The land unrolls like a carpet, sweeping down to the Bristol Channel. Green swells are patterned with trees, fences and farms. The air is crisp, filling the head with a fresh scent. The wind lies over the horizon like a grey veil.
The deer are bunched up in the lee of a hill, backs to the wind. Most lie close to the ground; but young bucks bat antlers, the sounds of their collisions cracking over Dyrham Park like gunshots.
We creep downhill from them, trying not to spook them. But while they give us the occasional glance, there is no panic hovering among them; they don’t seem poised for flight. Years of visitors and keepers have given them confidence. A couple of the biggest stags toss their heads, silhouetted on the brow of the hill, their antlers echoing the curves and spikes of the oak tree under which they shelter.
I stand on the hill while Ben tries to sneak closer to take photos – unusually, I have not brought my camera. The broad sweep of the land and sky should fill me with peace; smooth over the cracks and crevices of my mind. After all, we are out of the city, in the heart of Somerset’s green countryside. But there is something wrong. I am agitated, disturbed.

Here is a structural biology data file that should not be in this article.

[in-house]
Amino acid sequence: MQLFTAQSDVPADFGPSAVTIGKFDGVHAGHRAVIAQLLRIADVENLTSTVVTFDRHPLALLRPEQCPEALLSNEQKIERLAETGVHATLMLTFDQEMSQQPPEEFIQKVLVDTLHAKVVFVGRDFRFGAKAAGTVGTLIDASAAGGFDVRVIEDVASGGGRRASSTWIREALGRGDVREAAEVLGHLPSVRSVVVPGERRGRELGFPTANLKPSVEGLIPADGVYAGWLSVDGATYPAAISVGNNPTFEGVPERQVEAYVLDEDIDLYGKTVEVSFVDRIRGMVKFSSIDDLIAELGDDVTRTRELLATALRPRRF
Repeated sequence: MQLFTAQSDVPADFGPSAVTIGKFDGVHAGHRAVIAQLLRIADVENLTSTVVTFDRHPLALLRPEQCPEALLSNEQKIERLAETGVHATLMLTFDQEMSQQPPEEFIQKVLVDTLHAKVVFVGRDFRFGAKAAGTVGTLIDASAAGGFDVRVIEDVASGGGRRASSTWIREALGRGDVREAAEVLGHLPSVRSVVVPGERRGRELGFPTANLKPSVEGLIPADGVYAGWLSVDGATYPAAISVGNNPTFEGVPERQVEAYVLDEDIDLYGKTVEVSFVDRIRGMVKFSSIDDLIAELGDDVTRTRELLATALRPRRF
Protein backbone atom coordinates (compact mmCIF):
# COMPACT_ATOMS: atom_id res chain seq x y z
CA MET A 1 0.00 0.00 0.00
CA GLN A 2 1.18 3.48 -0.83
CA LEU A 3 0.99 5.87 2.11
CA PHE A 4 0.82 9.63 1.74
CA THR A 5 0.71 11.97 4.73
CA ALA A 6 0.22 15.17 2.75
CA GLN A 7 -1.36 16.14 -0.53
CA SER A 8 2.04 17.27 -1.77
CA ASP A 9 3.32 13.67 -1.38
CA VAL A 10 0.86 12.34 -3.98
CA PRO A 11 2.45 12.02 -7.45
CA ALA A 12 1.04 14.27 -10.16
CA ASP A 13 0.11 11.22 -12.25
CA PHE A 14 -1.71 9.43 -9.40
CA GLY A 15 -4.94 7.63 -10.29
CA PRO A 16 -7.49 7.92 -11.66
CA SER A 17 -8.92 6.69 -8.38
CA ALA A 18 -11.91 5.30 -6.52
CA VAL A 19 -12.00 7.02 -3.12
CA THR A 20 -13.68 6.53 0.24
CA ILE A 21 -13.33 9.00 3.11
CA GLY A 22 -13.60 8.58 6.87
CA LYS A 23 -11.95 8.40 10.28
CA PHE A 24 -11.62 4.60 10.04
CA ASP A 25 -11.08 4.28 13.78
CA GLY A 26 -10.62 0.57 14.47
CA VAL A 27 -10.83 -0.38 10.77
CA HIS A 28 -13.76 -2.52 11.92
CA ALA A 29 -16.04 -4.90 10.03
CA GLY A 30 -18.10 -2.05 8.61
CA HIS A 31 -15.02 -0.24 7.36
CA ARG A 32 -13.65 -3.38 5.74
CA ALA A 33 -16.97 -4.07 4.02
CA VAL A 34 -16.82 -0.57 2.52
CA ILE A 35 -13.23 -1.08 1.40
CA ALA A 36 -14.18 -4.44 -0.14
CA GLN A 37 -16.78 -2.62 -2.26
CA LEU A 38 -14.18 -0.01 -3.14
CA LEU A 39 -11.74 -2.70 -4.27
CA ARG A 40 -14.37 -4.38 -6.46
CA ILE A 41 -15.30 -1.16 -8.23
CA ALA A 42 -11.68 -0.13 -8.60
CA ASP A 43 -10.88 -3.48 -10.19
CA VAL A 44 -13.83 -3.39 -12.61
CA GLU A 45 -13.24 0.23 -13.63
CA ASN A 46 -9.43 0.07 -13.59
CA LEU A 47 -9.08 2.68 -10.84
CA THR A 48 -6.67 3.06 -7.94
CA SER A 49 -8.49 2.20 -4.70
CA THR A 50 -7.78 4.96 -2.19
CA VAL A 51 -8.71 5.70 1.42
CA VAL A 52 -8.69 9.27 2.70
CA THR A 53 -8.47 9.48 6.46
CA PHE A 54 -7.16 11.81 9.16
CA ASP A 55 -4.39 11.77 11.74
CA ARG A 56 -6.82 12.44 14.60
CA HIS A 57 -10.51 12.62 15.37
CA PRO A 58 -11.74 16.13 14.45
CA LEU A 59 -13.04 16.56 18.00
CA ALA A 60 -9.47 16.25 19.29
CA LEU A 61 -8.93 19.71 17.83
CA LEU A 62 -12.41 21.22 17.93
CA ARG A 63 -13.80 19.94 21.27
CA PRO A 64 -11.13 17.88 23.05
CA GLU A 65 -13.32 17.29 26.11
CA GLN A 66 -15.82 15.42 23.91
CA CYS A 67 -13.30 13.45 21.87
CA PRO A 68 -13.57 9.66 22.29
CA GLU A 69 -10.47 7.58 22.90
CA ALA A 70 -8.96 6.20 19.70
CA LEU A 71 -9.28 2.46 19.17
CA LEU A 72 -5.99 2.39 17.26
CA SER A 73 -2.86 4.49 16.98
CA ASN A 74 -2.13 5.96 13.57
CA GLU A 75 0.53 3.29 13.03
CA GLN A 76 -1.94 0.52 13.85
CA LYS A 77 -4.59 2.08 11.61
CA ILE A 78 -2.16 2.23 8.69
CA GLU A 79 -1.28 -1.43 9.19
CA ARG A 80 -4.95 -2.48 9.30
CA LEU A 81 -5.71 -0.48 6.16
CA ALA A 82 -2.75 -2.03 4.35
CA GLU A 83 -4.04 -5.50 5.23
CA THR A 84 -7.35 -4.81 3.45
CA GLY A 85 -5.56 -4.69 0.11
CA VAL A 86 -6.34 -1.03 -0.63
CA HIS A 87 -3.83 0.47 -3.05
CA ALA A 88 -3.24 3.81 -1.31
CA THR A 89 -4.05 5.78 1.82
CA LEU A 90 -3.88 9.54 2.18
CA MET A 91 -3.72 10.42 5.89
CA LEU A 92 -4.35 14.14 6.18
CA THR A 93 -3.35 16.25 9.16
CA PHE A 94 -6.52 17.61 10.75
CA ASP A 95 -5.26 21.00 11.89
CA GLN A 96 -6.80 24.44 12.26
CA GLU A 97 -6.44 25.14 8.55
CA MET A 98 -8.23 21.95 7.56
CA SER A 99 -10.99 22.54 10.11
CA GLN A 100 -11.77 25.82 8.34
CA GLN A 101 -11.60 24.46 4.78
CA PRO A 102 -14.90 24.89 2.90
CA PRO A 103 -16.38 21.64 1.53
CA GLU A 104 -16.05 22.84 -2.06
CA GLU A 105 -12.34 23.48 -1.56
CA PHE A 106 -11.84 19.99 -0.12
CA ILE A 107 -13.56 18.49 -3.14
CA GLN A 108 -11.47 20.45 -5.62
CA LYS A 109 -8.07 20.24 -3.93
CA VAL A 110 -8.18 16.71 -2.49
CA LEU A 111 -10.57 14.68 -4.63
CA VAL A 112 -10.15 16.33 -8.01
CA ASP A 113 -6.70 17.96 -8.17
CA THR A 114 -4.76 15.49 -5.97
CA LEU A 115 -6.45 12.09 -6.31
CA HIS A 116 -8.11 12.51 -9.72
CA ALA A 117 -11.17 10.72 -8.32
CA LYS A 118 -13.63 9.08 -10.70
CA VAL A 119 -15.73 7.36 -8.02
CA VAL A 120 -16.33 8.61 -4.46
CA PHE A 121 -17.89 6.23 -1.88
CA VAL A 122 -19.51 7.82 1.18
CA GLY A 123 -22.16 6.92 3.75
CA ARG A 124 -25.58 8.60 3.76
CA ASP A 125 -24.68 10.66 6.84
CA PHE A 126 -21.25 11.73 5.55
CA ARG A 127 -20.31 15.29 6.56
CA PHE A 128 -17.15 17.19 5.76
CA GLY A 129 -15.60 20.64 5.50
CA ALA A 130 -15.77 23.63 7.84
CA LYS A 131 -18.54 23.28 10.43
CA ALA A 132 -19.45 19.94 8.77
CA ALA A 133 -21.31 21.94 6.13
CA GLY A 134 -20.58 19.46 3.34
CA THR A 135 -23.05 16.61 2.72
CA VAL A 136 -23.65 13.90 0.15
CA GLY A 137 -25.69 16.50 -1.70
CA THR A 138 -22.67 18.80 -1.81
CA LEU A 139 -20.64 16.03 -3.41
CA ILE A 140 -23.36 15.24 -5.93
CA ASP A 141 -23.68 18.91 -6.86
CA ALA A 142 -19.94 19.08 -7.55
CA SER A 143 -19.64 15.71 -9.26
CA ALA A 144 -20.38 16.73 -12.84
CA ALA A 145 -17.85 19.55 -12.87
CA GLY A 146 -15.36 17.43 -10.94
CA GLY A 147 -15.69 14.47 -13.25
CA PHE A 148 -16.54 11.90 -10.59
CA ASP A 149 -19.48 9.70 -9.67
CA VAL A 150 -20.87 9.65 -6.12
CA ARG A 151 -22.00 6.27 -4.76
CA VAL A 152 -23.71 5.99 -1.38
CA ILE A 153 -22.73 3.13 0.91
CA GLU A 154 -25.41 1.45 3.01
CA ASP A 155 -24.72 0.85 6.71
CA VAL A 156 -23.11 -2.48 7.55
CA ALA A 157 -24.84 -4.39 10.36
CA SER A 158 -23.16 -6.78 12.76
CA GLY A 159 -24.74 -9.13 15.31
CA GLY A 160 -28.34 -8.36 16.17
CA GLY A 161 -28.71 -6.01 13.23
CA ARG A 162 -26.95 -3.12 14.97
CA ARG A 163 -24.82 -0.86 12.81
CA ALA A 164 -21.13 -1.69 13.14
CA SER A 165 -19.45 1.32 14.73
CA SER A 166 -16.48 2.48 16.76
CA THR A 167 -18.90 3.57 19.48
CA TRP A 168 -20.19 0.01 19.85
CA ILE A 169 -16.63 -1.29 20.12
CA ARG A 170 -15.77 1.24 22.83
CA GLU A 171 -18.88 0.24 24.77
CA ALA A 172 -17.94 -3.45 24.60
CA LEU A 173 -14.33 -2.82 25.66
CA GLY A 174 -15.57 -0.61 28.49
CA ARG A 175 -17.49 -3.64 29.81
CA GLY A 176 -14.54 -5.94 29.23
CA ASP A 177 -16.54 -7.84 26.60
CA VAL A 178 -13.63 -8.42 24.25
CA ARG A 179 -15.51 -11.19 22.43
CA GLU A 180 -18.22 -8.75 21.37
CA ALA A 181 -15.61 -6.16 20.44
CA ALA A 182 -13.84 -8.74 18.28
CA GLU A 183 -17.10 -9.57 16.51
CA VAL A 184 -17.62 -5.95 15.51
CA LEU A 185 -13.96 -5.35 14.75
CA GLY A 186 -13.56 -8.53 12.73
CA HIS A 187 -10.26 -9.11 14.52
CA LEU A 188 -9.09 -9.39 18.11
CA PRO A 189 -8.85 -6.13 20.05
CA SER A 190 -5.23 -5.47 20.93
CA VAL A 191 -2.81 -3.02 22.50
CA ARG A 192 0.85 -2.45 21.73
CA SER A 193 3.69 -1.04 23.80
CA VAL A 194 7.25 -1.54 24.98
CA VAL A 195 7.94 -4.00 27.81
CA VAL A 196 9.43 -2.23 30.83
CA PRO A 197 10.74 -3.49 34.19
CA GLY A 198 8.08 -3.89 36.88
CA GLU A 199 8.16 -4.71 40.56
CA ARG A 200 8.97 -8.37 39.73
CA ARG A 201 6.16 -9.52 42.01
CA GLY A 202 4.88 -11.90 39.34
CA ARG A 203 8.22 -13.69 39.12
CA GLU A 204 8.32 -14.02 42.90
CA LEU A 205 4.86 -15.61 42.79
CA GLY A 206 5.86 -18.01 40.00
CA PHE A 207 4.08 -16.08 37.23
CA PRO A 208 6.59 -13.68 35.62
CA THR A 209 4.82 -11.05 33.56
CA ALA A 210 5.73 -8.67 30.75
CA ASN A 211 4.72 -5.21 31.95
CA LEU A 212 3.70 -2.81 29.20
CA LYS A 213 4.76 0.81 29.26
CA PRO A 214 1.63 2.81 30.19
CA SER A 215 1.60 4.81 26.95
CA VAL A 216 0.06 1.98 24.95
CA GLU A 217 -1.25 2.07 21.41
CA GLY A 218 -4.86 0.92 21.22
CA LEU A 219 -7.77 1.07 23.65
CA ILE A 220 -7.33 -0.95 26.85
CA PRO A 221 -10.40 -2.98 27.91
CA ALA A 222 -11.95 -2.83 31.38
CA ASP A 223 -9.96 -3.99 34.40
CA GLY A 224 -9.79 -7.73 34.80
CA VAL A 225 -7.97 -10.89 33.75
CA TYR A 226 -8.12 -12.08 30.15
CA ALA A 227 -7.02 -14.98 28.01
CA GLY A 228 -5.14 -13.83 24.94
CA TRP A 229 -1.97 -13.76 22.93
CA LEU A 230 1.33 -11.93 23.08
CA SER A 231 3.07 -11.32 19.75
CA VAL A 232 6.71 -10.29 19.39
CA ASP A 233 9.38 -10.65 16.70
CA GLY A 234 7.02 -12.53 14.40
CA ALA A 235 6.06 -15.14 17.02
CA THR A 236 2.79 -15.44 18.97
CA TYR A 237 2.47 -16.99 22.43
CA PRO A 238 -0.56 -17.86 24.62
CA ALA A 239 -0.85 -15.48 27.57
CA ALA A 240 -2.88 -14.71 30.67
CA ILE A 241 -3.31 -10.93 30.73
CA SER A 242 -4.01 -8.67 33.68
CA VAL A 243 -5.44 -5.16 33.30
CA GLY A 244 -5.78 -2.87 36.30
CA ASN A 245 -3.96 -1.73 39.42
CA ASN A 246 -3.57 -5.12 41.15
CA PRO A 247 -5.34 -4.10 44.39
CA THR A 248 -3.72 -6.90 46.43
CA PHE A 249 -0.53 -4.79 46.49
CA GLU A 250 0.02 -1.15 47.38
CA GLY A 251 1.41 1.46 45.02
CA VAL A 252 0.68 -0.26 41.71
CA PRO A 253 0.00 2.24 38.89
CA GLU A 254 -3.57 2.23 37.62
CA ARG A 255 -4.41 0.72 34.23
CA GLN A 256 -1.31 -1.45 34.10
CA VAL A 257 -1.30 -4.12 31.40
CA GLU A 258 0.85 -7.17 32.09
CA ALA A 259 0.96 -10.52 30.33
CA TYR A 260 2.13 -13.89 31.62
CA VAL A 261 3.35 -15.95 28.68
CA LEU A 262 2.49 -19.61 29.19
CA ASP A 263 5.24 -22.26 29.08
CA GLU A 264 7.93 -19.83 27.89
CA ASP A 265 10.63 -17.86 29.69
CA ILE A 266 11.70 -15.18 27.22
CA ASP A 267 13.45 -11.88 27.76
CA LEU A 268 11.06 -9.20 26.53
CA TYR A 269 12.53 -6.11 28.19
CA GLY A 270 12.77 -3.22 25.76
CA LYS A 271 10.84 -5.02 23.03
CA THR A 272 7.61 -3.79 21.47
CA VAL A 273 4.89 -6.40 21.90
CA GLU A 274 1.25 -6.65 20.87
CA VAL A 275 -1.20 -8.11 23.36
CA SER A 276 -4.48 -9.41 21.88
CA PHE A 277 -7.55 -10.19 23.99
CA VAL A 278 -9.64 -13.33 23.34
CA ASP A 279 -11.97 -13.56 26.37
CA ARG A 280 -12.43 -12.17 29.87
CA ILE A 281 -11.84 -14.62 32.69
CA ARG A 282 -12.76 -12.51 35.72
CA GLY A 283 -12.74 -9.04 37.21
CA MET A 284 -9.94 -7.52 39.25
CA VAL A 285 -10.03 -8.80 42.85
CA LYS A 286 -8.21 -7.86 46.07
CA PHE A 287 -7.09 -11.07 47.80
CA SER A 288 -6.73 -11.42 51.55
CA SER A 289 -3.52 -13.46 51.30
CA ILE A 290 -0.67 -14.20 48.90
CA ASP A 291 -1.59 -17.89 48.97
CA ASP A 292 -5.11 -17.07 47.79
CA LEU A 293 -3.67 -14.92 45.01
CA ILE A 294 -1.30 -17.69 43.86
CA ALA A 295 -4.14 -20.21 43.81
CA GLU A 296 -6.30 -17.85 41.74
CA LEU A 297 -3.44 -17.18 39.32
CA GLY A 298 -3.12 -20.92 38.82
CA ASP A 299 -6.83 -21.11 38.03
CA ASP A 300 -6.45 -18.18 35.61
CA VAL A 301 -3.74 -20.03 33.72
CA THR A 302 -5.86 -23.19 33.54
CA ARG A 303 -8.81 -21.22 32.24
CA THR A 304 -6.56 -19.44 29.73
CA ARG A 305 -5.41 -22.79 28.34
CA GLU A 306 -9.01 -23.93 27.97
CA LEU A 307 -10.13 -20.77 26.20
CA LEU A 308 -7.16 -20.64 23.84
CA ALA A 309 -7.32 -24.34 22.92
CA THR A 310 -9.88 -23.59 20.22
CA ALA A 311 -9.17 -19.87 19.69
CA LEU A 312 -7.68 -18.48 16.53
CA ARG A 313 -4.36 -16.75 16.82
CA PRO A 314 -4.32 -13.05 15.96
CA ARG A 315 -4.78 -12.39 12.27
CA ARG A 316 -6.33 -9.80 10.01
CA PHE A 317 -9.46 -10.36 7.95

For despite the miles of green fields, golden-stone farms and bird-filled skies, there is no peace. The M5 motorway slices through the broad plain like knife wound. And even though it is several miles away, the noise of its traffic fills the air like a roaring machine.
It’s a kind of rape. A violation. An invader from the city making his mark across the country, as if to demonstrate his power and distain for rural life. Like the Romans or the Normans ploughing straight lines through Britain like sword cuts, this road disregards everything in its path; disfigures beauty, vandalises what is already there; spoils. It’s a clear message: technology owns this land and can destroy it at will.
An over-dramatic interpretation? Perhaps. But when so much open country is smothered by noise from people just passing through it, what else can you think except that the land means nothing before the might and belligerence of “civilisation”? So thought the Native Americans before the onslaught of the railroad; so think people of today campaigning against yet more runways, rail lines and roads.
Noise pollution used to be a big thing in the Sixties and Seventies. But today’s planners appear to have forgotten that noise can destroy a natural area as effectively as development. Sure, Dyrham Park’s fallow deer are used to it, but that is no excuse – you can get used to anything if it’s all you have.
I don’t know what the answer is. Maybe new roads should be built between embankments that could reduce their sound. Maybe motor manufacturers will come up with something that muffles engine noise and the roar of tyres on tarmac. Otherwise, being in the countryside will seem no different to standing on a main road, surrounded by traffic; and there will be nowhere left to find peace and quiet.